Elton Rains, an Airstream refurbisher and former Ralph Lauren stylist, is set up with his signature chambray and denim collections at Sheila Youngblood’s Rancho Pillow Mercado. The 20-acre compound includes four main lodges and campsites turned Feast to Field events — two main all-inclusive meals, which sell out early — but you can see the compound and shop the mercado anytime during the week, including jewelry and bespoke leather by Nashville’s Atelier Savas inside the main house.

If you’re DIY’ing industrial chic spaces
Architectural salvage, statues, signage — it’s all in one place at both Excess fields. With vendors from all over the world and products from all corners of the globe, you’ll have that gotta-have-it moment a dozen times. Catering is by the 145 Sisters in both fields, with great coffee, tacos, sandwiches, and salads.

If you love rare and European
The Big Red Barn (and adjacent Continental Tent) is celebrating this year with “50 Years of Fabulous,” music, nibbles, drinks, and late shopping. It is curated, air-conditioned, and has great parking — it's a destination and worth the trek. Many of the pieces aren’t just unique, they’re also rare, so it has more of a gallery and museum feel than a treasure hunt.

The best of the best
Market Hill's 130,000-square-foot warehouse and studio are worth the time if you’re looking for very special pieces. With a few dozen vendors and most of the work done for you, it’s a top-notch design collective.

Mark Massey’s The Compound has set the bar when it comes to merging the studio and showroom appeal, hosting events around curated wares in multiple spaces. His 57-acre event and entertainment development is bookended by the seasoned expertise of Kathy Johnston, as he’s also owner of Henkel Square and Rummel Square, destination showroom shows. Check out The Compound’s Savory Southern Picnic on April 4.

Take a load off
Open March 30-April 7, Zapp Hall, an old dance hall in Warrenton, is surrounded by outside vendors. It's also located next to Royer’s at Zapp Hall, a great place to grab a good lunch (or a beer). Enjoy a casual meal with friends at one of the picnic tables or stick around to catch live music every night. The Junk Gypsy Junk-o-Rama annual prom is Thursday, April 5, a free homecoming of sorts, where guests turn up their outfits and music for a celebration.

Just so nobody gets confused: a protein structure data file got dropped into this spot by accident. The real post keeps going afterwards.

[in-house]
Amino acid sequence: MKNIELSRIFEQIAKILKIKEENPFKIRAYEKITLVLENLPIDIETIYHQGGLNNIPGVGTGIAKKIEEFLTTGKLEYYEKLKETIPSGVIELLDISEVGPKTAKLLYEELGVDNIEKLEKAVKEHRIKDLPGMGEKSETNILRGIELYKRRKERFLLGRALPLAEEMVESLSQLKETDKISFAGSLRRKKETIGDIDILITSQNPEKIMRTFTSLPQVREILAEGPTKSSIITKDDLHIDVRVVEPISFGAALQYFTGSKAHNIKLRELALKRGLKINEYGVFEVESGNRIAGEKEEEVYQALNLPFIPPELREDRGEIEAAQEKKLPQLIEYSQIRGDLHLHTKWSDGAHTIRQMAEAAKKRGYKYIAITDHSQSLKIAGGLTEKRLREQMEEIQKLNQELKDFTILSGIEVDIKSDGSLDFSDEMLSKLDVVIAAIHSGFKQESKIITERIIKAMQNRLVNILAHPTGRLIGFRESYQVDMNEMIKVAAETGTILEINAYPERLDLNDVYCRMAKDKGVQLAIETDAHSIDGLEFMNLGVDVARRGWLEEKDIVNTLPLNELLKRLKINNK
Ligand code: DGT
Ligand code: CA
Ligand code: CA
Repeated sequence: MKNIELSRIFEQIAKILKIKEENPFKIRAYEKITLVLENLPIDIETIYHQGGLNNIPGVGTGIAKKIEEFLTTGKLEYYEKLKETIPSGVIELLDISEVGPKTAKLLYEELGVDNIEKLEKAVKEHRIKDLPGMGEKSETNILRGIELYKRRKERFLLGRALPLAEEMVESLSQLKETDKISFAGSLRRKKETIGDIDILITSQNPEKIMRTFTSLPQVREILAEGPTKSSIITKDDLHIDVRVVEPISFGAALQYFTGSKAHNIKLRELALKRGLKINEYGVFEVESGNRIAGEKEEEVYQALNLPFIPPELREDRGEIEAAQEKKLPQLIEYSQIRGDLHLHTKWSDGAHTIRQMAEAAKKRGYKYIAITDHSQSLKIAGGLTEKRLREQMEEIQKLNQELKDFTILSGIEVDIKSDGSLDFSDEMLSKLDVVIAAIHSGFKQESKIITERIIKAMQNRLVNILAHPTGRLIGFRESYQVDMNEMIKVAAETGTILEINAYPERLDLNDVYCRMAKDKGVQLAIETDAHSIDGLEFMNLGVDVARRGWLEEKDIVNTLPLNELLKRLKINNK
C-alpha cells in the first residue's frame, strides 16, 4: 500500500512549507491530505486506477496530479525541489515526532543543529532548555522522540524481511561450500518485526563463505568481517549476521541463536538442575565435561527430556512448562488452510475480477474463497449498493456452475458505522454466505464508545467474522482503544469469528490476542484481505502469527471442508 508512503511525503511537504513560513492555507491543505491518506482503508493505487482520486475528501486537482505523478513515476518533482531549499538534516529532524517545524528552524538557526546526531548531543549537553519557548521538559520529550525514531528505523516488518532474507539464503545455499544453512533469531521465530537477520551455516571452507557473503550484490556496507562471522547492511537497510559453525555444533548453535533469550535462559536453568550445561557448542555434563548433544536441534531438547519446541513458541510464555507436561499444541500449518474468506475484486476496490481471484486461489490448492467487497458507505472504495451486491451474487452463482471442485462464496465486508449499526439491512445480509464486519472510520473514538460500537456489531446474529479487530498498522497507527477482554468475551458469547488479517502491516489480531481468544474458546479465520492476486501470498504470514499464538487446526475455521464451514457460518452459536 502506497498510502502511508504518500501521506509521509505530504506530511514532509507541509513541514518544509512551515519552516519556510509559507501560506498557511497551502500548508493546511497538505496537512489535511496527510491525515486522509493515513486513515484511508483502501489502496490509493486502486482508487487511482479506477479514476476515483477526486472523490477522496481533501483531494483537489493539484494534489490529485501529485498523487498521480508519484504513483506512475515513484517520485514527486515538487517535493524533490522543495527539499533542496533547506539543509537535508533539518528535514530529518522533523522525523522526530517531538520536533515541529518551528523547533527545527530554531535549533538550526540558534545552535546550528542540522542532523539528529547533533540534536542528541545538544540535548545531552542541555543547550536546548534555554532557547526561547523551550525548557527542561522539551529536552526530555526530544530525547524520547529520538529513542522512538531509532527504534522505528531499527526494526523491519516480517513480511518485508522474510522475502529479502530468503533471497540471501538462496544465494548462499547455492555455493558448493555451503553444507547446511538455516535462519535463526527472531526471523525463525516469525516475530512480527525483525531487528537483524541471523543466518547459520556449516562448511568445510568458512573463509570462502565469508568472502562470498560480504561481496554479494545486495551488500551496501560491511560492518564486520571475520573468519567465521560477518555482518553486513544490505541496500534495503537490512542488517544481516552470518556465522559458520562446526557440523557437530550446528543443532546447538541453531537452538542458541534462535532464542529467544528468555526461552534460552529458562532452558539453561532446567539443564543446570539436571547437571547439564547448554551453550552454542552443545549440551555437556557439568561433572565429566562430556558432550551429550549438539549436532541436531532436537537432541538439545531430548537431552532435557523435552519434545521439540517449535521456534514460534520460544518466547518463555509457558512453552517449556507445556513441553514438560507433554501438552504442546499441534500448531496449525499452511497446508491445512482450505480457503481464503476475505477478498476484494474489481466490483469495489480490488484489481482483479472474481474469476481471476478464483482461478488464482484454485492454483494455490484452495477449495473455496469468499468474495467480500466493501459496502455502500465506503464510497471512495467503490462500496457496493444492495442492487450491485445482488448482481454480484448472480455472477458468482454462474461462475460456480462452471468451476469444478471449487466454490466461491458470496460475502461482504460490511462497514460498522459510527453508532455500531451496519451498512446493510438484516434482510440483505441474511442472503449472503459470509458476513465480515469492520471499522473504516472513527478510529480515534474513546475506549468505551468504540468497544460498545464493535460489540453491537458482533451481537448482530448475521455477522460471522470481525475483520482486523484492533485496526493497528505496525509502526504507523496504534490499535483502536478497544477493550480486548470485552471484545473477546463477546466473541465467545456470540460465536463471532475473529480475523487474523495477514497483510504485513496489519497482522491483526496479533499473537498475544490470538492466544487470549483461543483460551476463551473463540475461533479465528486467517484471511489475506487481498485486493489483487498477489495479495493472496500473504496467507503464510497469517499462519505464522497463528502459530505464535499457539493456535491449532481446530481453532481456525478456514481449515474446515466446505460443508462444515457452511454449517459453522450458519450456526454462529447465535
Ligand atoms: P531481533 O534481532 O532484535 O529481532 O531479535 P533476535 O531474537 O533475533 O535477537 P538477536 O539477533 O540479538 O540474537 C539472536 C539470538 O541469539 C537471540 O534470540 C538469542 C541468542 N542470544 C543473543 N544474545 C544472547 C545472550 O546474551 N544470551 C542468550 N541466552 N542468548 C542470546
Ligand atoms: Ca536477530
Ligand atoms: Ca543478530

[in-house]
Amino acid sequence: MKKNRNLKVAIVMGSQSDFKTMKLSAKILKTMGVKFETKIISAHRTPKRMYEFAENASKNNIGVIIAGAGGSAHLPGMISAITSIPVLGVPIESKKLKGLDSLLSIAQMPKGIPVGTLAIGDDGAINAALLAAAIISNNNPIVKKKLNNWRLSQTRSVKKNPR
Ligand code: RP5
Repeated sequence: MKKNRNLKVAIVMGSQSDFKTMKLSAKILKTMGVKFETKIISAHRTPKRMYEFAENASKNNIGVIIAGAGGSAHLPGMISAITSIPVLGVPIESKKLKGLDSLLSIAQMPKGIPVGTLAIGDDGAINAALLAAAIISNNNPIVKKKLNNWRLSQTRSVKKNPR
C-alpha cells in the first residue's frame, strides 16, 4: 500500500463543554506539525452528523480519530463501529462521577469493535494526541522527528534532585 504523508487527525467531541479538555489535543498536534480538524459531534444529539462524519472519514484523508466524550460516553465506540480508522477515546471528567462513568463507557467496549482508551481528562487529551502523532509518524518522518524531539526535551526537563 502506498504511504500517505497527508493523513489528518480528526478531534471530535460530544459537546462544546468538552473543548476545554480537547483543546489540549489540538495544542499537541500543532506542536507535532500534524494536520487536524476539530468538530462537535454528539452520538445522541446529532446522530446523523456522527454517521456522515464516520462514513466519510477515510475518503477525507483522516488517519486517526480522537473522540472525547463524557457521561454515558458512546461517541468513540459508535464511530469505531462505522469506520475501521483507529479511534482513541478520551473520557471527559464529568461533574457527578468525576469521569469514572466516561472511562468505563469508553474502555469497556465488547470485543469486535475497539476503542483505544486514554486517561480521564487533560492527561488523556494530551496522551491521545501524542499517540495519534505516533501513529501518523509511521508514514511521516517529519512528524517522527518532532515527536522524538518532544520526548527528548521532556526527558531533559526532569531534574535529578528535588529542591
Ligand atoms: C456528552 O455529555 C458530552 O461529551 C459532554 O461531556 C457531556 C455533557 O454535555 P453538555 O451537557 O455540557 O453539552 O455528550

If you love to brown bag it
The Round Top Mercantile is a huge Shell gas station in Round Top. The local grocery store, deli, and coffee shop also sells hardware and general-store goods. It’s a great first stop before hitting the shows.

Last stop: wine
If 5 o’clock is wine o’clock, hit Prost wine bar, which offers a great wine and cheese selection in an adorable rock house in downtown Round Top.

Overnight stays
The Vintage Round Top has reinvented modern vintage design with blog-worthy homes available for rent. The spaces are an Insta-dream, and they host great events and meetings led by owners Paige and Smoot Hull.

The Frenchie Round Top, a partnership of Katy Bader and Kristin Light, just opened. There’s a 19th-century main house, two farm buildings, and other outposts like a potting shed turned wine bar.

Also brand-new, FlopHouze is the second arm of Pieces of the Past Architectural Salvage owner Matt White and team. With refurbished shipping containers turned into amazing hotel houses, it's nice to at least peek inside and see how adorable shipping container living can be, but staying there is definitely memorable. If you’re thinking of your own tiny home, they can make it for you, and they ship all over the world from their warehouse/shop next door.

Gyspyville Wander Inn is the newest adventure for famed Junk Gypsy locals Jolie and Amie Sikes, an eight-suite guest house next to their headquarters.